Here I’ve come across to a nice website about the short history of tilings and tessellations: http://gruze.org/tilings/. I’m especially interested in the role of Albrecht Dürer, who seem to pioneer some of the concepts of today’s emerging field of architectural geometry. In this website Kevin Jardine explains mathematical aspects of some of the ancient tilings in a very understandable format. Here is a phrase from his section about Dürer; Like Kepler, Dürer was fascinated with regular polygons and polyhedra, although more for their practical visual possibilities than as the basis for mathematical […]
In Turkish there is a strange word “baklava” that has many uses. According to wikipedia: Baklava is a rich, sweet pastry made of layers of filo pastry filled with chopped nuts and sweetened with syrup or honey. It is characteristic of the cuisines of the former Ottoman Empire and those of Central and Southwest Asia. However we should add that 150 gr. of baklava is 413 calorie. Here is it (with pistachio): The other use of this word comes from the shape of baklava slices. They are always cut in […]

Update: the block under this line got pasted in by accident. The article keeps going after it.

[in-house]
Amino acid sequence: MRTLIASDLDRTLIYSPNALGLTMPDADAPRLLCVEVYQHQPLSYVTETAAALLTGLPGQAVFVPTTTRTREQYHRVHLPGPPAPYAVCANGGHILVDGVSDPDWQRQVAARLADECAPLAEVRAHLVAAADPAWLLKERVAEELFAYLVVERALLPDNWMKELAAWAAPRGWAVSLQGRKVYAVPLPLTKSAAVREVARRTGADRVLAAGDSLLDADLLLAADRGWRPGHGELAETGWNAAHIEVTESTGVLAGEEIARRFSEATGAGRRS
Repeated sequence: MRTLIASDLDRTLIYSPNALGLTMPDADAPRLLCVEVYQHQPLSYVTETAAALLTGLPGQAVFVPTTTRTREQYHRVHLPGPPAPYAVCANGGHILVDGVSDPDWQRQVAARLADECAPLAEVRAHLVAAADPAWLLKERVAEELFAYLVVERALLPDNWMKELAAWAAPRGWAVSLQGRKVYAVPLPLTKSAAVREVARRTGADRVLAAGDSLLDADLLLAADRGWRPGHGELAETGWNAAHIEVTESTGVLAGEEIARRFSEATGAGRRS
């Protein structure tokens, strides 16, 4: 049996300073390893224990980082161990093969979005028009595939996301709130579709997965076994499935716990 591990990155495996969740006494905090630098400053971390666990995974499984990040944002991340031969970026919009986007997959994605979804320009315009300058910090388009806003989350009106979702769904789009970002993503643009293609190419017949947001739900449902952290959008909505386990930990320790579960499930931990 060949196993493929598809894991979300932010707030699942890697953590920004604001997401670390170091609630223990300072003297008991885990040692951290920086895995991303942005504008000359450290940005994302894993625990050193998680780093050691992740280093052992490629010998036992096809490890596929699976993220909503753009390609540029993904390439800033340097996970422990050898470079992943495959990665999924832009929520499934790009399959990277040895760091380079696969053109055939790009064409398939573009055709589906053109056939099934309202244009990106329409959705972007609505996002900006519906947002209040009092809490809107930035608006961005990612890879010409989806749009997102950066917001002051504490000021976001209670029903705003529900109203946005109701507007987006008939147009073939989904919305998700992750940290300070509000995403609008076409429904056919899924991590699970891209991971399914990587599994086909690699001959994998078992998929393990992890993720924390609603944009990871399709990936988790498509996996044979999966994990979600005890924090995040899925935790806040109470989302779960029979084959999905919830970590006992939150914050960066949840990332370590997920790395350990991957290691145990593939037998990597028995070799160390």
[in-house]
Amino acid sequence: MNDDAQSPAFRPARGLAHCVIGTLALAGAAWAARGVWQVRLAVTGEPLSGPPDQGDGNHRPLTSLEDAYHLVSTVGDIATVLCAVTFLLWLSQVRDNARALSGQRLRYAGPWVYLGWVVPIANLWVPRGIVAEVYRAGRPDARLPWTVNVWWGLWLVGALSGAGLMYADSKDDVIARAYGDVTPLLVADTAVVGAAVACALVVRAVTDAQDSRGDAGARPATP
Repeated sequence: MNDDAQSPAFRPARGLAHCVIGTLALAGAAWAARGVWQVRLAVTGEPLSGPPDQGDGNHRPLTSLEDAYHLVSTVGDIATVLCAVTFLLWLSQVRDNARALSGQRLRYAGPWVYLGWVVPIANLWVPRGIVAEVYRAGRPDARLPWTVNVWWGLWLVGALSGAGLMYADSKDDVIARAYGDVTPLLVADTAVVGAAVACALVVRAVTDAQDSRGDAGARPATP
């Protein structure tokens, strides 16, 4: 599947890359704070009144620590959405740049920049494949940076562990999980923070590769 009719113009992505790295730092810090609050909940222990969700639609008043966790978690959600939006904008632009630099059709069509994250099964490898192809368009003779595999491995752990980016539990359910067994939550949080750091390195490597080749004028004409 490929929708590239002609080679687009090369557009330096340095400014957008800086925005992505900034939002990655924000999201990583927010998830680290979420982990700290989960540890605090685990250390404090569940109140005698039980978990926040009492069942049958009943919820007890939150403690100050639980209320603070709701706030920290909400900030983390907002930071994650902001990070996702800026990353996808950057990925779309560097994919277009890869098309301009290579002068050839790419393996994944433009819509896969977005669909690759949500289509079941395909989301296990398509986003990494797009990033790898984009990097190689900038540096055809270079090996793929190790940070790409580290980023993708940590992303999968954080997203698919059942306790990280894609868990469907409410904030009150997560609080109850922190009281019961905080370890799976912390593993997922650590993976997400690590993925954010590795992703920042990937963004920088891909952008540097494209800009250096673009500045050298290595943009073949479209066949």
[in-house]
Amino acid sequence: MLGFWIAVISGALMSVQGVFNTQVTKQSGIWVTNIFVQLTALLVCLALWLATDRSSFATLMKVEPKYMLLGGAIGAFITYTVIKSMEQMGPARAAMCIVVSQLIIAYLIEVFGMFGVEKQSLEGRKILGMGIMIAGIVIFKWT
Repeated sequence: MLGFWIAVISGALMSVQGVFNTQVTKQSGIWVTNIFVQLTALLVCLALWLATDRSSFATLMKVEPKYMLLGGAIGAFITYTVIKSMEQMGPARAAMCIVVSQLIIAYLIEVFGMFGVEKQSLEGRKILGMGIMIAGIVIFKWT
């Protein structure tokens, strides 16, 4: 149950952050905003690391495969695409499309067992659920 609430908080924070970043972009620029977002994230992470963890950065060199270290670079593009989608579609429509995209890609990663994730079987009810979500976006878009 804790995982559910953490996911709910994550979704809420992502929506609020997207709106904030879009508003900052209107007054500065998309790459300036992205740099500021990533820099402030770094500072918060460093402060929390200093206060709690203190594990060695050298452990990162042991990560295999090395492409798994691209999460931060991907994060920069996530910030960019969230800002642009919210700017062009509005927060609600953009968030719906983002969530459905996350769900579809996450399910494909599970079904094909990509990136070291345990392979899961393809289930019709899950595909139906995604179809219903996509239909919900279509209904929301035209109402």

This is a small exercise, to remember old-school tessellation of surfaces. While reading about rhombic dodecahedron (the stackable solid), I’ve come by this tiling. It’s quite simple, just a hexagonal grid, animated by a variation of Breststroke surface function (described here), then reconstructed as three quadrangles with proper vertex id. [GHX: 0.9.0006] here is the Grasshopper definition. You may subdivide any surface to create such tessellations, this time I chose to rebuild the surface from hexagonal cells.